It’s pretty normal how the Syrian refugee crises had a huge impact on Lebanese citizens whether positively or negatively. I am one of millions been influenced by the refugee crises.

At the beginning of the war, my head couldn’t accept the fact that a war is happening in Syria; the land of peace. I was stubborn that Syrian citizens shouldn’t leave their country, shouldn’t let strangers interfere with the biggest lie of “Arab spring” and devastate Syria. Regardless whether I was right or not, deep down there was a volcano to explode.

Unfortunately, in Lebanon there are two parties, one support the Syrian revolution and the other extremely with Assad regime. I bet most of these people never thought of how it feels when you live inside a tent on a stormy day with no blanket or oil to get warm.

Personally I was passing through a serious dilemma and was not able to figure out who’s telling the truth until I began working with a local Non-Governmental Organization, Solace Foundation in an initiative called Lebanese for Refugees (L4R). At first, I worked as a Social Media Coordinator for a period of one year. I was virtually involved until the first distribution trip to the camps on January 2015 (Campaign to keep them warm)

This trip was a turning point for me. It took me 4 years to realize how difficult and miserable to be a refugee. Back in 2006, Lebanon passed through 33 horrible days! A war between Hizbollah and Israel. I am one of those who ran away to Syria during that period. I started asking myself, what if the 2006 war lasted for 4 years? What if my family and I were obliged to live in a camp with no means of support? Are we able to sustain? Plenty of questions pumped up my brain and wasn’t able to sleep for 2 days after the distribution trip.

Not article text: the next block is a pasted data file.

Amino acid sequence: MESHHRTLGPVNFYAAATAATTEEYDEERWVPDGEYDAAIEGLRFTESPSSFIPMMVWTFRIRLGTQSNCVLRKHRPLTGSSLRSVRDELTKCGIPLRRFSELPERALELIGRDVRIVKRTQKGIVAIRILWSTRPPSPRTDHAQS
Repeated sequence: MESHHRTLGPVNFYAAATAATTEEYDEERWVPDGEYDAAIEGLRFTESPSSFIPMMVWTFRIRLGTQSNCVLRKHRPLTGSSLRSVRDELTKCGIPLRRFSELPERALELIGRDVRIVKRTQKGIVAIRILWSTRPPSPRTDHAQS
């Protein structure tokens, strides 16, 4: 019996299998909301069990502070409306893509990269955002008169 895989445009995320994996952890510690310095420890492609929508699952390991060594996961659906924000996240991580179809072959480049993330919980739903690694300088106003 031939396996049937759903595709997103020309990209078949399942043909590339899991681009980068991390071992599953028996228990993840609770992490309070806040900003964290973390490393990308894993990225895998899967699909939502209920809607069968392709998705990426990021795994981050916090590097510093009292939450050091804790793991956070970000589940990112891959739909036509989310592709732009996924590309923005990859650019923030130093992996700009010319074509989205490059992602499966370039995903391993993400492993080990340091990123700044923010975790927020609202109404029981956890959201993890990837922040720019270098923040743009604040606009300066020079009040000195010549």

A year passed and many things have changed in my personality, specifically after moving to Humanwire and began working as Executive Director of Operations. Being in direct contact with these people daily is so much different than watching them on television or reading their stories on social media platforms. It’s much more miserable and much more harder than you think. For instance, one family may pass two days without having anything to eat and sleep under the rain drops coming from tiny holes on the ceiling. This is horrible!

Working on the field  and following up on day-to-day operations with refugees, got me to change my perspective toward life as a whole. I turned out to be more grateful for everything I have, more humble and precisely a positive person.

Nothing is compared to the love, respect and prayers I receive from these beautiful souls whom they deserve to live peacefully in their own land.

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